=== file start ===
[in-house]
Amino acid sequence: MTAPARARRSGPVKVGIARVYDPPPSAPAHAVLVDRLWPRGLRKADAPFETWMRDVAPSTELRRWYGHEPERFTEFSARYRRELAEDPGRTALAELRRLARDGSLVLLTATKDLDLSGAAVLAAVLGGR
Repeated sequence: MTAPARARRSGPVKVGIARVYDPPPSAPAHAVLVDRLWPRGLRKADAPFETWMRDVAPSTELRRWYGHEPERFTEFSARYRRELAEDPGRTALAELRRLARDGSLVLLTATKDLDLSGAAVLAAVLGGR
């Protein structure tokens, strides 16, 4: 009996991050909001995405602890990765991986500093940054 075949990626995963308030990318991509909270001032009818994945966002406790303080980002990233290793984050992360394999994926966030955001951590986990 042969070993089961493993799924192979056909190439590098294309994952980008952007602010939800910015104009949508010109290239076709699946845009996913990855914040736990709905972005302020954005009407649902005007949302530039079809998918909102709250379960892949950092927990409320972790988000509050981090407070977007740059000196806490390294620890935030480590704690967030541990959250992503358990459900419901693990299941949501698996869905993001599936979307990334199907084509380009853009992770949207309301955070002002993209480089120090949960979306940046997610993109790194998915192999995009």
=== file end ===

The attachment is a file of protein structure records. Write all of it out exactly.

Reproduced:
[in-house]
Amino acid sequence: MTAPARARRSGPVKVGIARVYDPPPSAPAHAVLVDRLWPRGLRKADAPFETWMRDVAPSTELRRWYGHEPERFTEFSARYRRELAEDPGRTALAELRRLARDGSLVLLTATKDLDLSGAAVLAAVLGGR
Repeated sequence: MTAPARARRSGPVKVGIARVYDPPPSAPAHAVLVDRLWPRGLRKADAPFETWMRDVAPSTELRRWYGHEPERFTEFSARYRRELAEDPGRTALAELRRLARDGSLVLLTATKDLDLSGAAVLAAVLGGR
């Protein structure tokens, strides 16, 4: 009996991050909001995405602890990765991986500093940054 075949990626995963308030990318991509909270001032009818994945966002406790303080980002990233290793984050992360394999994926966030955001951590986990 042969070993089961493993799924192979056909190439590098294309994952980008952007602010939800910015104009949508010109290239076709699946845009996913990855914040736990709905972005302020954005009407649902005007949302530039079809998918909102709250379960892949950092927990409320972790988000509050981090407070977007740059000196806490390294620890935030480590704690967030541990959250992503358990459900419901693990299941949501698996869905993001599936979307990334199907084509380009853009992770949207309301955070002002993209480089120090949960979306940046997610993109790194998915192999995009």